While many doctors recommend cutting back on caffeine, others recommend cutting it out of your diet completely, especially if you are in a high-risk category. Some doctors may recommend cutting out caffeine completely during the first trimester and then restricting amounts during the remainder of the pregnancy. Talk with your doctor about your best options. Decaffeinated beverages are fine, but be sure they are not crowding out more nutritious beverages such as milk, water, and juice. When in doubt, do without!
If you are a caffeine junkie, cutting back or cutting out caffeine can be difficult and may cause headaches and fatigue. Cut back gradually, and work to have it under control by the time you are ready to conceive.
It is crucial that while trying to conceive, women and their partners avoid recreational drugs such as marijuana, cocaine, and other illegal drugs, and it is especially important for the mother to avoid them during pregnancy and breastfeeding. Many recreational drugs are highly addictive, and users may need professional help to kick the habit for good. Most of these drugs can reach the fetus by crossing the placenta and can also be passed through breast milk.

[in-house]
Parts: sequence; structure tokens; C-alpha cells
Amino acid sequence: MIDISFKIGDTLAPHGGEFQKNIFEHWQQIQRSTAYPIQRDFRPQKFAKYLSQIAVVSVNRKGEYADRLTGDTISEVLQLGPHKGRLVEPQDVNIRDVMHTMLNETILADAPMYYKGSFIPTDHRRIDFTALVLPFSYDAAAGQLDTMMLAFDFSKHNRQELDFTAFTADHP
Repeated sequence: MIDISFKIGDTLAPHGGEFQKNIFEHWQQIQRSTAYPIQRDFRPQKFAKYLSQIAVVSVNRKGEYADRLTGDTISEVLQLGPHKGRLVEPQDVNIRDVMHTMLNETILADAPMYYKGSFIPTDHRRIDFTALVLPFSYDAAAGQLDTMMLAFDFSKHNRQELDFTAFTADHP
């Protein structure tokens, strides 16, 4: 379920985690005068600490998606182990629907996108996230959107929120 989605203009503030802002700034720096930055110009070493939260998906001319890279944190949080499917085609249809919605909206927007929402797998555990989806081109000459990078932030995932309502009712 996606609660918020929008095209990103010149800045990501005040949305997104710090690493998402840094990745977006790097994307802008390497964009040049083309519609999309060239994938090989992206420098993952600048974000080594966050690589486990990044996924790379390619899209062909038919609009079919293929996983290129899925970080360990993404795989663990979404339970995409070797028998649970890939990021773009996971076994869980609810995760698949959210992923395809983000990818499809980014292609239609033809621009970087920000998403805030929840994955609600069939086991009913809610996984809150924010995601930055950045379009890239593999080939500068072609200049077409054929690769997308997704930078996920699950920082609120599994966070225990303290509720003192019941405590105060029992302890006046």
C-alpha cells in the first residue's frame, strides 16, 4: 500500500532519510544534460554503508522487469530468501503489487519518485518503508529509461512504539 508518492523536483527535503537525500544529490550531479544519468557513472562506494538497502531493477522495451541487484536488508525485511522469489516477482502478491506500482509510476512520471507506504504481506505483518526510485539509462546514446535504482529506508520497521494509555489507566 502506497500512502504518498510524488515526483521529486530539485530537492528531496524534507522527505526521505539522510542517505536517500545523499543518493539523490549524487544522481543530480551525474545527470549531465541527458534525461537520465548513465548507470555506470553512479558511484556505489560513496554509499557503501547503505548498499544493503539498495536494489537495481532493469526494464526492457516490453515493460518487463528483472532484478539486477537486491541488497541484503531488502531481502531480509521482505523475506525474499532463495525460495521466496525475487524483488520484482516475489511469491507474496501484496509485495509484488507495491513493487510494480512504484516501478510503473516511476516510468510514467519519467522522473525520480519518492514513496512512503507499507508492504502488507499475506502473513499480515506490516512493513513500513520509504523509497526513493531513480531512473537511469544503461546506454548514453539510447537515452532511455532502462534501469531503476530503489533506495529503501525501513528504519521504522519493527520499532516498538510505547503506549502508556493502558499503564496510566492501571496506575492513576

Studies show that using marijuana during pregnancy can result in low birth weight, malformations, poor growth, and fetal neurological problems. The male sperm can also be affected by using this drug. It can take one month for the drug to be completely out of the body, so a woman should quit using any drugs at least a month before even trying to conceive.
The message is simple: If you want to have a healthy baby and a healthy pregnancy, illicit recreational drugs have no place in your lifestyle. These drugs have no place in the environment of an infant, and the time to kick these habits is before you even attempt to conceive. Be honest with your doctor — if you are a user, let him know so that you can get the help that you need.